“There are also cases where the SEC just walks away and doesn’t bring a case. They just close the investigation without recommending an enforcement action. They don’t publicly announce those. The company will get a closing letter from the SEC. There is not a public record of those closing letters.”

“A deferred prosecution or a non prosecution is favorable to a company because they will not have a court order against them. They won’t have an injunction or a cease and desist order against them either. And sometimes, as part of a deferred or non prosecution agreement, they will agree to repay investors and remediate problems. But what you won’t have is any kind of action against you that 

will trigger collateral consequences or be on your record. If you get into another problem, you won’t be considered a recidivist.” 

What is the benefit of a deferred and non prosecution agreement if a regular court ordered settlement has neither admit nor deny wording?

“Even under a neither admit nor deny settlement, if you are settling a fraud based offense, that can trigger collateral consequences and you will be required to get a waiver or suffer the consequences. That might include losing your ability to use the short form financing. For an individual, you can be barred from being an officer or director of a company. You can be barred from participating in the securities industry. There are consequences that are triggered even by a settlement if there is a court order that triggers collateral consequences.”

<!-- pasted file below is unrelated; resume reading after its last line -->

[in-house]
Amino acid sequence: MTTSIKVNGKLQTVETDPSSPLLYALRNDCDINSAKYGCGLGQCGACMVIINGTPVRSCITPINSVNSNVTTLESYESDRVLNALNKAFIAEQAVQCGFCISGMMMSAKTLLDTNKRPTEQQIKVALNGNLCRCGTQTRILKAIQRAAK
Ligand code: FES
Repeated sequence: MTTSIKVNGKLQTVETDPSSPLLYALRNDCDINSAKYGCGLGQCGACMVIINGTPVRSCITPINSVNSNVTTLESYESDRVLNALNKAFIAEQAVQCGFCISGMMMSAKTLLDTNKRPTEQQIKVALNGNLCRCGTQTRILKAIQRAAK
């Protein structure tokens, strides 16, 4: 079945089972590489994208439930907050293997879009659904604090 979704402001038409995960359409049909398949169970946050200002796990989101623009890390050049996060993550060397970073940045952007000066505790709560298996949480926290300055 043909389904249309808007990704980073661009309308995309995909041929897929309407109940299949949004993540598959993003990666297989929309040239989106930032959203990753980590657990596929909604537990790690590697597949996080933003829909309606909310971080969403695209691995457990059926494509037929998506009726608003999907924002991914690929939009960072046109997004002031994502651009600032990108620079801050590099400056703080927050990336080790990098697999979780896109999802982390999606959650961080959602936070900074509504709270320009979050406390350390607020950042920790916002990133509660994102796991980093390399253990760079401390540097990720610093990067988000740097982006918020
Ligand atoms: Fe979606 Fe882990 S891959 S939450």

“Under a deferred or non prosecution agreement, those are not triggered and you are not considered a recidivist. It’s better, but you may still be remediating your problems, you may still be paying a financial penalty. But what you don’t have is a settlement on the record that will trigger collateral consequences or make you a recidivist if you have another violation.”

What are the enforcement benefits of deferred and non prosecution agreements?

“They are tools to encourage cooperation. They want to encourage companies to self report essential violations or to do investigations and share them with the SEC. The SEC is saying – if you self report something that we did not know about before, you cooperate in every way, you find the facts and share them with us, we are going to give you a real good deal because we want to encourage that kind of behavior going forward.”

Do you have any desire to get back into enforcement?

“The SEC was a great place to work. It was a lot of fun. I don’t have a burning desire to go back. But I would never say never. Before ending my career, I would have that conversation, no doubt. But in the short term, I’ve been out only three years. I’m really enjoying private practice. I’m not in a hurry. But public service is interesting. The SEC was a great place to work and I enjoyed my time there.”

[For the complete q/a format Interview with Kyle DeYoung, see page 34 Corporate Crime Reporter 42(12), Monday November 2, 2020, print edition only.]

Copyright © Corporate Crime Reporter
In Print 48 Weeks A Year

Built on Notes Blog Core
Powered by WordPress